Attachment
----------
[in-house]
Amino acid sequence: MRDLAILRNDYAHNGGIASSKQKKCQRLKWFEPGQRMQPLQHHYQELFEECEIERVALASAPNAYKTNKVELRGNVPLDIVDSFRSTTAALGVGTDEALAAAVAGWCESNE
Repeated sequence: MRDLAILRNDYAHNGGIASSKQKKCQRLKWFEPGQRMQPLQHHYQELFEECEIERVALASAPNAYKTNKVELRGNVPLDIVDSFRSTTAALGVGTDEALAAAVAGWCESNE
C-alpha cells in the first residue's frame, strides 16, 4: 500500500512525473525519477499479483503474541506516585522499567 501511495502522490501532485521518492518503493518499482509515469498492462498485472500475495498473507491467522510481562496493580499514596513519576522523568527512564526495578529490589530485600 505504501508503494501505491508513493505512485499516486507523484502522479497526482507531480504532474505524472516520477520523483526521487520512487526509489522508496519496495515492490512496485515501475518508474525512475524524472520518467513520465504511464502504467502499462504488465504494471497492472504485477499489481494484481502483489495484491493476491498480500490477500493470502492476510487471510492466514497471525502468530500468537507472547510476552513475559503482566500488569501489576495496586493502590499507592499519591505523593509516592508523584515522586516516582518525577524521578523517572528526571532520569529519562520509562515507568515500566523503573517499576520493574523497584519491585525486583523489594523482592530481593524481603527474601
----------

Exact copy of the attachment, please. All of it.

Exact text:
[in-house]
Amino acid sequence: MRDLAILRNDYAHNGGIASSKQKKCQRLKWFEPGQRMQPLQHHYQELFEECEIERVALASAPNAYKTNKVELRGNVPLDIVDSFRSTTAALGVGTDEALAAAVAGWCESNE
Repeated sequence: MRDLAILRNDYAHNGGIASSKQKKCQRLKWFEPGQRMQPLQHHYQELFEECEIERVALASAPNAYKTNKVELRGNVPLDIVDSFRSTTAALGVGTDEALAAAVAGWCESNE
C-alpha cells in the first residue's frame, strides 16, 4: 500500500512525473525519477499479483503474541506516585522499567 501511495502522490501532485521518492518503493518499482509515469498492462498485472500475495498473507491467522510481562496493580499514596513519576522523568527512564526495578529490589530485600 505504501508503494501505491508513493505512485499516486507523484502522479497526482507531480504532474505524472516520477520523483526521487520512487526509489522508496519496495515492490512496485515501475518508474525512475524524472520518467513520465504511464502504467502499462504488465504494471497492472504485477499489481494484481502483489495484491493476491498480500490477500493470502492476510487471510492466514497471525502468530500468537507472547510476552513475559503482566500488569501489576495496586493502590499507592499519591505523593509516592508523584515522586516516582518525577524521578523517572528526571532520569529519562520509562515507568515500566523503573517499576520493574523497584519491585525486583523489594523482592530481593524481603527474601